Illustration to the left, M.C Escher’s ‘Hand with Reflecting Sphere,’ or also, ‘Self-Portrait in Spherical Mirror‘ (found here), is an echo of some weird-ass shit in this framed in small-detail of the artwork, like the ceiling lamp in such an odd position:
In the centre of the picture is Escher, looking straight at the viewer.
Behind him and alongside him is the studio in Rome, where the family resided at the time.
It is orderly and tidy.
The most intriguing feature of the work, however, is the hand holding the sphere: Escher’s right hand.
The hand is so close to the viewer that it appears as though the viewer is looking at his own hand.
In reality, do we actually see what we’re actually seeing? And why after a-short while, shit seems to lose its stench?
Entire emphasis in Escher’s piece is the ‘Hand,’ subject matter of the whole thing. And who’s hand is it anyway?
Over time, what reflection do we see? I can tell you, one aspect of getting old is history. A lot of shit I figured was one way 20 years ago, after reflection brought-on by age, a particular episode sometimes took opposite realities. In situations where I thought my actions had been ‘cool,’ may not have been all that ‘cool.’ Of course, hindsight…
Nowadays the grind is the reflection — interesting read at Engadget this morning about those ‘Comment Sections’ attached to some blogs, sites on the InterWeb, and how the comments have gotten way-way-negative, and dangerous, so bad some major venues have removed it.
And this little snip:
A recent study from the University of Texas at Austin found that incivility in the comments can have an outsized negative impact on the reader’s perception, not only of the article itself but the news outlet as a whole — AKA the Nasty Effect.
Specifically, researchers found that people who read stories with nothing but negative comments “had less-positive attitudes toward the site and saw it as less valuable” as well as “felt less loyal to the site and less similar to the commenters.”
What’s more, the order of the comments (whether you read a positive or negative one first) makes little difference, but there appears to be a saturation level of negativity that must be achieved.
“The argument used to be that it was anonymous comments [that caused problems] and people felt emboldened to say the worst things they possibly could because there were no repercussions,” Craig Newman, Chicago Sun-Times managing editor, told Digiday in 2014.
“Then, at some point in the last couple of years, a switch got flipped and anonymity was no longer a need when it came to spewing awfulness.
“It’s almost like there’s no shame anymore.”
Five years later, and the T-Rump.
Some supposedly new research indicates laughing at night about the horrors of the day has affect/effect — this study by Ethan Porter of George Washington University, and Thomas J. Wood of Ohio State University, and published online last week at ScienceDirect, reportedly shows viewer action/reaction — the Abstract:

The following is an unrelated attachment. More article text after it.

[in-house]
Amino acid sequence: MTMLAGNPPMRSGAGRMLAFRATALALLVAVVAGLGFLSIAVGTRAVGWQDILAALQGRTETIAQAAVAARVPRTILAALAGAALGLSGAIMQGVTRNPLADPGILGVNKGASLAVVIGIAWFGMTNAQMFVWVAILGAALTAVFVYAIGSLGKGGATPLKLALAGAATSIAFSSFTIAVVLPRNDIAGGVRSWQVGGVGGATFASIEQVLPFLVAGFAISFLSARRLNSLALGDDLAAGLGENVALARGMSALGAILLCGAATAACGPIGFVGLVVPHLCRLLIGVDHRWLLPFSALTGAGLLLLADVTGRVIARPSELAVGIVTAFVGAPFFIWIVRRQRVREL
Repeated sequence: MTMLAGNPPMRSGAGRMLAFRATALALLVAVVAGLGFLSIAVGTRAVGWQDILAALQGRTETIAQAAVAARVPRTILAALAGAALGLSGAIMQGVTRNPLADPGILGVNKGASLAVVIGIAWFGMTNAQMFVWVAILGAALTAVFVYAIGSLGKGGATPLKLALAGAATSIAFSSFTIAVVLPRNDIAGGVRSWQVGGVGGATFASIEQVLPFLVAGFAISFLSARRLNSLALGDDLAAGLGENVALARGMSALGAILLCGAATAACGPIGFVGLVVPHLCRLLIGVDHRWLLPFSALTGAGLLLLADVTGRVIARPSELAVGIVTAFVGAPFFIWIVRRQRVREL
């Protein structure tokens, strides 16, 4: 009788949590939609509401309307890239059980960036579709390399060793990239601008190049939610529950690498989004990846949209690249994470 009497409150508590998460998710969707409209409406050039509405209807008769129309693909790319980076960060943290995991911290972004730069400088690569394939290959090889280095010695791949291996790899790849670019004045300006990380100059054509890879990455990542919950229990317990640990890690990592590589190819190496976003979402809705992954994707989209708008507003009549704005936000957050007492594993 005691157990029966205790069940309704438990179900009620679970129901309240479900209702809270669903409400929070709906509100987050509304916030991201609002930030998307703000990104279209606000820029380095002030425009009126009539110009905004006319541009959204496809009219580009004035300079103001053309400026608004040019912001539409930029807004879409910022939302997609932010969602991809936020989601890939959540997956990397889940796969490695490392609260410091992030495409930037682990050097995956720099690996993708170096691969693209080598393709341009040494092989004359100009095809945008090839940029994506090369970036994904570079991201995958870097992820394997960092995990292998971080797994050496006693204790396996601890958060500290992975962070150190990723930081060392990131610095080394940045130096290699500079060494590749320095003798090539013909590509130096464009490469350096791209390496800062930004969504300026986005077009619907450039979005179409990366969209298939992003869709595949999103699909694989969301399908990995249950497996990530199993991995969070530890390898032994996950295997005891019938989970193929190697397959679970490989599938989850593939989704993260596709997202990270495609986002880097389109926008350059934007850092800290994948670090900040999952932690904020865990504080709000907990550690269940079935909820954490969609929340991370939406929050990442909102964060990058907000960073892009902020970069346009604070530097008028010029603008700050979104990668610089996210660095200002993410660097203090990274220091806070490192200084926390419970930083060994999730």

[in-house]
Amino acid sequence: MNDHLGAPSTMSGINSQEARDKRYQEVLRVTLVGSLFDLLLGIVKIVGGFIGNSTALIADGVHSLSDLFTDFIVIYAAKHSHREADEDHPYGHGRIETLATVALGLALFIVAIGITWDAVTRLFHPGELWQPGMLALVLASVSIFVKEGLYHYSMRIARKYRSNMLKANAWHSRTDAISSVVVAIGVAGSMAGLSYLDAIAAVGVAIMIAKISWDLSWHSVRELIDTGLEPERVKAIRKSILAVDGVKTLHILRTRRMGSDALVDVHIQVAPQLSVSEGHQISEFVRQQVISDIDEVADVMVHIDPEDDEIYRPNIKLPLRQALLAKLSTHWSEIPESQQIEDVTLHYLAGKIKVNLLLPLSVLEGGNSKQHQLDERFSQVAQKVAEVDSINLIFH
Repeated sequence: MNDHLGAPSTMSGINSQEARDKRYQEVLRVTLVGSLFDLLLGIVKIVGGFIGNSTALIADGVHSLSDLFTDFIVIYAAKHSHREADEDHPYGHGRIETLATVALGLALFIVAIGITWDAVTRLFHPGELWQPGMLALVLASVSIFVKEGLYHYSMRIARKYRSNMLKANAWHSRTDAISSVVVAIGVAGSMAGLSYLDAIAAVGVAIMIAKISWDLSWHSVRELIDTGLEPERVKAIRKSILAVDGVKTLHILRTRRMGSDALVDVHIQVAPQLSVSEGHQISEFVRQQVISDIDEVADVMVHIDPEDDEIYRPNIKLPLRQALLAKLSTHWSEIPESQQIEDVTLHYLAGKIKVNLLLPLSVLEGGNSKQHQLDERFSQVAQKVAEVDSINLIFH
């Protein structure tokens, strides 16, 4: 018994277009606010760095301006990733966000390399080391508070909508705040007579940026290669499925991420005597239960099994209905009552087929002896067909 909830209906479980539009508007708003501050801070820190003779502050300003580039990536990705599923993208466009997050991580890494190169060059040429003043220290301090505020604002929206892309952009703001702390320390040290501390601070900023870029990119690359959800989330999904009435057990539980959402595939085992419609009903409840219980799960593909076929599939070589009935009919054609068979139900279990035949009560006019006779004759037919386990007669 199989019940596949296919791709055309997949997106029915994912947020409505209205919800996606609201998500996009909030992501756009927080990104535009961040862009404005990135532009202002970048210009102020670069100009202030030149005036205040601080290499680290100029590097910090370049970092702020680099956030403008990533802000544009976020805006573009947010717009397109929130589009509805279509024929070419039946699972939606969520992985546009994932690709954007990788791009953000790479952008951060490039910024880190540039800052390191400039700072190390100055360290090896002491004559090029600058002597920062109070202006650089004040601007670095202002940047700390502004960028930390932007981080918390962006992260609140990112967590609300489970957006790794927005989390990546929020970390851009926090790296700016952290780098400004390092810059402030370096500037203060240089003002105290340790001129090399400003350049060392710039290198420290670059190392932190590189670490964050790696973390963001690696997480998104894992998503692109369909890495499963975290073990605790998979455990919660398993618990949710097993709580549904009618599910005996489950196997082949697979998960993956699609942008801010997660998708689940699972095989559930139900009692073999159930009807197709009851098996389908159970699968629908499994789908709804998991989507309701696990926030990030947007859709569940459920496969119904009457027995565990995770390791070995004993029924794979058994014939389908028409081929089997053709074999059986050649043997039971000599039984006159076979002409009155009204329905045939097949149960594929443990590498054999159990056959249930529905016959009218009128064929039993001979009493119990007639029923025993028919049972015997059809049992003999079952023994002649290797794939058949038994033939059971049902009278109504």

To identify the effects of televised political comedy on the 2016 presidential election. election,
we leverage the change in hosts of two popular shows, The Daily Show and The Colbert Report, and both shows’ subsequent ratings declines.
By combining granular geographic ratings data with election results, we are able to isolate the shows’ effects on the election.
For The Daily Show, we find a strong positive effect on Jon Stewart’s departure and Trump’s vote share.
By our estimate, the transition at The Daily Show spurred a 1.1-percent increase in Trump’s county-level vote share.
Further analysis suggests that the effect may be owed more to Stewart’s effects on mobilization, not his effects on attitudes.
We also find weaker evidence indicating that the end of The Colbert Report was associated with a decline in 2016 voter turnout.
Our results make clear that late-night political comedy can have meaningful effects on presidential elections.
Yet the reflection is still wrong. The US media still hasn’t figured out how to handle the T-Rump’s 24/7 lying — it’s not just misinformation, the asshole lies with every breath.
A Media Matters report from today:
Major media outlets failed to rebut President Donald Trump’s misinformation 65-percent of the time in their tweets about his false or misleading comments, according to a Media Matters review.
That means the outlets amplified Trump’s misinformation more than 400 times over the three-week period of the study — a rate of 19 per day.
The data shows that news outlets are still failing to grapple with a major problem that media critics highlighted during the Trump transition: When journalists apply their traditional method of crafting headlines, tweets, and other social media posts to Trump, they end up passively spreading misinformation by uncritically repeating his falsehoods.
And it’s getting worse…